The Extra-Ordinary House was inspired by two ideas: Firstly, that the most important house-type in the UK is the most ordinary one, the terrace house—a simple yet durable piece of accommodation; and secondly, that the robust timber construction explains to a child with impaired sight how the house works through touch and feel.
6. DEXTER MOREN, Haptic House
“Anybody in?” With the ding-dong of the doorbell, there’ll be no peering through post-boxes to find out who’s home. Haptic House is based on the concept of “sensory play,” which encourages children to look, listen, touch, and feel. A series of components bring the house to life by stimulating the senses: Motion-activated light-sensor panels trigger the illumination of colored Perspex blocks; ringable doorbells are fitted to ‘push’ building blocks; and material-covered blocks are made up of bright, patterned, tactile fabrics.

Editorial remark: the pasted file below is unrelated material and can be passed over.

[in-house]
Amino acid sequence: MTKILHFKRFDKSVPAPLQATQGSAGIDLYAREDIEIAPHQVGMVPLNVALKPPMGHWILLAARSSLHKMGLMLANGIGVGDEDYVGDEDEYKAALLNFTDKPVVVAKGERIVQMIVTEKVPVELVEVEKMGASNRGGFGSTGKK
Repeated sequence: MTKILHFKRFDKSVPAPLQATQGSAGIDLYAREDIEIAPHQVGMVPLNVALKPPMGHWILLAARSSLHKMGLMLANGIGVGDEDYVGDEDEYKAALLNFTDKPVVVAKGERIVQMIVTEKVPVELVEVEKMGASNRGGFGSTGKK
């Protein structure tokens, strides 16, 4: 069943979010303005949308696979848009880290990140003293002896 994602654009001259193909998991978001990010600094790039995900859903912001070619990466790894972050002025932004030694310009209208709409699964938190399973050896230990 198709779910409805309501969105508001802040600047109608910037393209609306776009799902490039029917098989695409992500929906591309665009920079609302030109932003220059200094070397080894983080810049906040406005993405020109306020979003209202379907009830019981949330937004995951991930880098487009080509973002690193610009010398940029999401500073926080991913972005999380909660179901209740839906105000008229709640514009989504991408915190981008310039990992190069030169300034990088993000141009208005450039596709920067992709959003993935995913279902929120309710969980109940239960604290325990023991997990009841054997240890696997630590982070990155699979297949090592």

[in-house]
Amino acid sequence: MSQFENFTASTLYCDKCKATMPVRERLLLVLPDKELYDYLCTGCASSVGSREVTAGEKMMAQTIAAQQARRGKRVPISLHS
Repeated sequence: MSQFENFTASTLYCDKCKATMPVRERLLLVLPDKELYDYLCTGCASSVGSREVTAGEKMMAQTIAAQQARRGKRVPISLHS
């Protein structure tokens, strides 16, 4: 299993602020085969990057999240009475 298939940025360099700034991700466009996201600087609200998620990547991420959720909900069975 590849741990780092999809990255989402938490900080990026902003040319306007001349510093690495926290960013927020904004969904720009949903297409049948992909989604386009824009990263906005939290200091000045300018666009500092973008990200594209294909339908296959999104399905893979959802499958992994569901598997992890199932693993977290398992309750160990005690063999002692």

Dexter Moren Assosiates’s design, like a number of the dollhouses on display, has 360-degree access; unlike the traditional child’s toy, there are no restrictions as to how it should be played with. Constructed with open block units, stacked atop of one another like building blocks, and resting on a reflective base, the illusion is that of a soaring tower.
7. DRMM (In collaboration with Richard Woods Studio and Grymsdyke Farm), House for a Deaf Child
Porcupine quills, dipped in colored ink, stand guard around DRMM’s design. Not really—but wouldn’t it be fun if that was what these adjustable pieces were? In any case, they bring the exterior of the house to life with bursts of color and control the light and views from inside. House for a Deaf Child is designed to support visual communication through sign language; it’s both a toy and a puzzle, an object to play with and learn from.